For Grey Global Group Inc, its contract to create TV, print and internet advertisements for Procter & Gamble Co’s Pringles isn’t just about selling potato chips. It’s about the end of billable hours.
Instead of being paid for hours clocked devising promotions for rice potato chips or crispy cracker sticks, Grey earns an undisclosed fee upfront and add-on payments for sales and market share gains. P&G moved brands accounting for 40 per cent of sales to the new payment system July 1 and aims to expand that.
P&G and Coca-Cola Co are leading the switch to pay ad companies for the value they bring to a brand, making them more accountable. Analysts say the practice will cut fees at a time when the recession erodes sales in the $456 billion advertising industry, known for lavish parties such as the annual Cannes Lions International Advertising Festival on the French Riviera.
“This is harmful for the ad agencies and they are very much against it,” said Alexander Wisch, an analyst at Standard & Poor’s Equity Research in London.
The practice may shave half a percentage point off revenue in the short-term, Wisch said. The world’s top five advertising companies had 2008 revenue of $44 billion, according to industry publication Ad Age. That means about $220 million in lost revenue annually for those five alone.
The economic crisis emboldened advertisers to demand results before paying agencies, which can lead to lower ad sales and more competition, Wisch said.
Cincinnati-based P&G spends about $8.6 billion annually marketing products including Pringles, Oral B toothbrushes and Swiffer sweepers, Finance Director Rich DelCore said.
P&G hires one agency as a contractor that signs up others, including public-relations firms and pollsters. P&G pays one check to the coordinator and compensation is based on performance, sales and market share.
“They are more accountable now,” DelCore said. “It’s about total consumer engagement and brand building.”
The value-based portion of compensation is about 10 per cent of the total and includes evaluations of the past fiscal year. Sales and market share are measured for the brand overall, not for the specific media vehicle, P&G said.
Grey declined to comment on its work for P&G. “Some agencies suspect it’s a tactic to cut fees,” said Tim Williams, president of Salt Lake City, Utah-based Ignition Consulting, which advises agencies on value-based payment. “The hourly system is easy. Count your hours and collect your timesheets. Value takes more time, more work.”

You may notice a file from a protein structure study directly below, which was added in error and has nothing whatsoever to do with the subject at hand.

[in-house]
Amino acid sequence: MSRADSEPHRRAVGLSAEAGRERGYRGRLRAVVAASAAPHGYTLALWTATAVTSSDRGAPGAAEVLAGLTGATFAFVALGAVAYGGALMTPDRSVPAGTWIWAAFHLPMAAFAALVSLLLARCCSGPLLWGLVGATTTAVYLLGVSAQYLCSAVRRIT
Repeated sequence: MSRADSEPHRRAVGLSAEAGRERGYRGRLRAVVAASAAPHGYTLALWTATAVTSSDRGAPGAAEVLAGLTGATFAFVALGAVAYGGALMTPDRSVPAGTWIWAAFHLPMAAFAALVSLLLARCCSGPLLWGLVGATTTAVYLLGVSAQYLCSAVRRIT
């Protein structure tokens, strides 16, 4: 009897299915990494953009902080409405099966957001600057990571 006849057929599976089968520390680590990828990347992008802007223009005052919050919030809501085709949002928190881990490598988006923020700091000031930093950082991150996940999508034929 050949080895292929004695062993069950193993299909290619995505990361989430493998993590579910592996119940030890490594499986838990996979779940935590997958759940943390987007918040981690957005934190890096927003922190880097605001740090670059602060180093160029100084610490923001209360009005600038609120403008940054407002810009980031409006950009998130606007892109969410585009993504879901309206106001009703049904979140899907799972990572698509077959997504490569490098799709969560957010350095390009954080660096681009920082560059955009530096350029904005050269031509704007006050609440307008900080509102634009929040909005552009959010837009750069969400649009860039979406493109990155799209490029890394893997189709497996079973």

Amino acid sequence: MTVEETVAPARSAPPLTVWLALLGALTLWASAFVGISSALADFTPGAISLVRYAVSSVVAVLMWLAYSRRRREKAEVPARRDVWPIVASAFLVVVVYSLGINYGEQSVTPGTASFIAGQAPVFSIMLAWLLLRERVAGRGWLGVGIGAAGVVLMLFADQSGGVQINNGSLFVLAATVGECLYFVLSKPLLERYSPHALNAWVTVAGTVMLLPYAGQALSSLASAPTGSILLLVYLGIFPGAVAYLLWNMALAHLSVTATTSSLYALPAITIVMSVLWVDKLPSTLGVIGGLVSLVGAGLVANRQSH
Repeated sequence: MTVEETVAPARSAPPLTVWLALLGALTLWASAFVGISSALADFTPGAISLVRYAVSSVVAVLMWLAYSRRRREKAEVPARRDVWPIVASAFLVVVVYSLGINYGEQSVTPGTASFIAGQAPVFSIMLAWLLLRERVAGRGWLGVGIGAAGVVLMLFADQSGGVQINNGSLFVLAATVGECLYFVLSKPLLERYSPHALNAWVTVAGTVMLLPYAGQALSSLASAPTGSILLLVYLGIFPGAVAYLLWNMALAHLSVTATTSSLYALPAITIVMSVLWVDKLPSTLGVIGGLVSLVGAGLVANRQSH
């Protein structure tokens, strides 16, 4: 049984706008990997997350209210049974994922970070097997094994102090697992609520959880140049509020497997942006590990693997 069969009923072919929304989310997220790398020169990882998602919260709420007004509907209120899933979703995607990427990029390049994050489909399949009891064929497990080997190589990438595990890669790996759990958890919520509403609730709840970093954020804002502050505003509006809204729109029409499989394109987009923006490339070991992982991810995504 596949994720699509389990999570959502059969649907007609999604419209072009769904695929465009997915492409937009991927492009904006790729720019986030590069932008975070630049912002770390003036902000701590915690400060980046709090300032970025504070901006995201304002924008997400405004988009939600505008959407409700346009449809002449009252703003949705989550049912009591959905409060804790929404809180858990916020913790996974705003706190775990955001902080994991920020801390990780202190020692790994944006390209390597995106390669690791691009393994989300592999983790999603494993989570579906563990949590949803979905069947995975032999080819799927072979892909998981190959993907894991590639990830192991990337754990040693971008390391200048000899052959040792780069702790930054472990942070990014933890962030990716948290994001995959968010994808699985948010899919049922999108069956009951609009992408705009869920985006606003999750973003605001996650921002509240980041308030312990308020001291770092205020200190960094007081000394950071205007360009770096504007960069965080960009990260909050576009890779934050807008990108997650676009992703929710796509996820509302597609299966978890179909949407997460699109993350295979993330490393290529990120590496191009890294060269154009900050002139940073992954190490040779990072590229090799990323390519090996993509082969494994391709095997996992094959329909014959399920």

The recession is already hurting ad companies. Global ad spending may drop 8.5 per cent in 2009, London-based ad buyer ZenithOptimedia said. Sales at WPP Plc, the largest owner of ad agencies, fell 6.7 per cent in January through April. Publicis Groupe SA, the fourth-largest and owner of the Saatchi & Saatchi agency, reported lower first-half profit and sales.
Some of the criteria customers use to set fees are too subjective, ad agencies say. When an advertiser sums up a campaign based on “whether a team showed interest and if I’m pleased with your performance, then you find by and large that doesn’t get paid,” said Richard Pinder, chief operating officer of Publicis Worldwide, which does value-based work for P&G’s Oral B account.
Sales, market share and consumer perceptions are legitimate ways to determine compensation, he said.
“The amount of labor or time should not define the value of the work,” said Sarah Armstrong, director of worldwide media and communications operations at Coca-Cola, which said in April it would shift to value-based compensation.
“We didn’t go into this to cut our agency fees. We wanted to ensure we were compensating fairly for work.” Coca-Cola put a value-based model in 35 markets including North America and Germany, and aims to use it everywhere by 2011. Coca-Cola covers an agency’s initial fee, based on what it sees as the value of the contract, and up to a 30 per cent performance-based profit.
“I know our agencies would prefer to stay with the labor- based model, but having said that, we are putting in a new model that requires change and getting used to a new way to work with Coke,” Armstrong said.
The arrival of internet ads sparked companies’ awareness of what they could expect for their ad dollars and let them pay for performance. Online ads register how many clicks they receive and give more information about a user from an Internet address.
Andy Fletcher, head of Atlanta ad agency Fletcher Martin, says he threw out timesheets several years ago to show his devotion to creating value.
“I believe that if we had astronomical success we should get more, and if we fail, we don’t,” Fletcher said.
Some agencies also are doing work they didn’t previously. In its campaign for Burger King Holdings Inc, Miami-based Crispin Porter & Bogusky developed three Xbox games including “PocketBike Racer” that were sold with value meals for an additional $3.99. For Domino’s Pizza Inc, Crispin created a “Pizza Tracker” so customers can follow their pepperoni pie orders online from baking to delivery.
“There isn’t a correlation between hourly billing and better results,” Crispin Chief Executive Officer Jeff Hicks said. “Our incentive was to work more hours and work slower. The client’s incentive was to sell more stuff.”
In P&G’s Pringles effort, New York-based Grey helped create a Facebook page targeting young consumers. Leo Burnett Co, the coordinator on the Swiffer account, devised a campaign teaching customers to use the Swiffer dust cloth to clean up pet hair, an idea that came from a shopper.
Coordinator jobs let agencies take more of a partnership role, and clients can take bigger risks because both sides want success, said Gaston Legorburu, worldwide creative director at Sapient Corp, whose clients include Viacom Inc.
“The client is much more likely to give you a seat at the adults’ table and talk about strategy if you have some skin in the game,” Legorburu said.